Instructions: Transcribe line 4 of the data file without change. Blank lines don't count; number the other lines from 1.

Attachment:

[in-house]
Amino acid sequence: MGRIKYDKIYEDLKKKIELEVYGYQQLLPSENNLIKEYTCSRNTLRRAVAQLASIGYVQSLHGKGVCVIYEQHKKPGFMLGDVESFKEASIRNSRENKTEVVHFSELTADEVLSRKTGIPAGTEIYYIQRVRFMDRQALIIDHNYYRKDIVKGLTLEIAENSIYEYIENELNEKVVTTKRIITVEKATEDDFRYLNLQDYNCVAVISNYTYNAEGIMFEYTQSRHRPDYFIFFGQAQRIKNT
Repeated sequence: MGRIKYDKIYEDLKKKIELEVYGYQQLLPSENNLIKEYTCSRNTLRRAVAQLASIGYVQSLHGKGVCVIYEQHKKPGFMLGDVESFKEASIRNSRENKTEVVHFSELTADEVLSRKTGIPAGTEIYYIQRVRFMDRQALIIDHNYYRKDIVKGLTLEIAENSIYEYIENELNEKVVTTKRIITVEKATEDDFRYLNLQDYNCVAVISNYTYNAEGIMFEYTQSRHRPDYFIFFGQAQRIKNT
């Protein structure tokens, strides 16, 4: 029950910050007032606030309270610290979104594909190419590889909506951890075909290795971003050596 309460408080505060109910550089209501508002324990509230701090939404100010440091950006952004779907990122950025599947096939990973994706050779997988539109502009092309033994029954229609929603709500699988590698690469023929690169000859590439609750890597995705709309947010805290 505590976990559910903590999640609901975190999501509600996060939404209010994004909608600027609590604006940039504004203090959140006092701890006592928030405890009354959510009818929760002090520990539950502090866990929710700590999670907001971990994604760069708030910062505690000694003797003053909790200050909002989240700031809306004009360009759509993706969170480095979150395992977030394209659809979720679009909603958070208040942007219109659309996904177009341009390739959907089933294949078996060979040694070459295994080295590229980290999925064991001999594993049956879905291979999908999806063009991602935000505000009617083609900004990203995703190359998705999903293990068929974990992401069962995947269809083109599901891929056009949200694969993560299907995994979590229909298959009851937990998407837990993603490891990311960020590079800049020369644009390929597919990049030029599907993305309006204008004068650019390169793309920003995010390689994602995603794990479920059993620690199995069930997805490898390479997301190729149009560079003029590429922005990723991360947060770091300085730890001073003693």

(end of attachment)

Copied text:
């Protein structure tokens, strides 16, 4: 029950910050007032606030309270610290979104594909190419590889909506951890075909290795971003050596 309460408080505060109910550089209501508002324990509230701090939404100010440091950006952004779907990122950025599947096939990973994706050779997988539109502009092309033994029954229609929603709500699988590698690469023929690169000859590439609750890597995705709309947010805290 505590976990559910903590999640609901975190999501509600996060939404209010994004909608600027609590604006940039504004203090959140006092701890006592928030405890009354959510009818929760002090520990539950502090866990929710700590999670907001971990994604760069708030910062505690000694003797003053909790200050909002989240700031809306004009360009759509993706969170480095979150395992977030394209659809979720679009909603958070208040942007219109659309996904177009341009390739959907089933294949078996060979040694070459295994080295590229980290999925064991001999594993049956879905291979999908999806063009991602935000505000009617083609900004990203995703190359998705999903293990068929974990992401069962995947269809083109599901891929056009949200694969993560299907995994979590229909298959009851937990998407837990993603490891990311960020590079800049020369644009390929597919990049030029599907993305309006204008004068650019390169793309920003995010390689994602995603794990479920059993620690199995069930997805490898390479997301190729149009560079003029590429922005990723991360947060770091300085730890001073003693």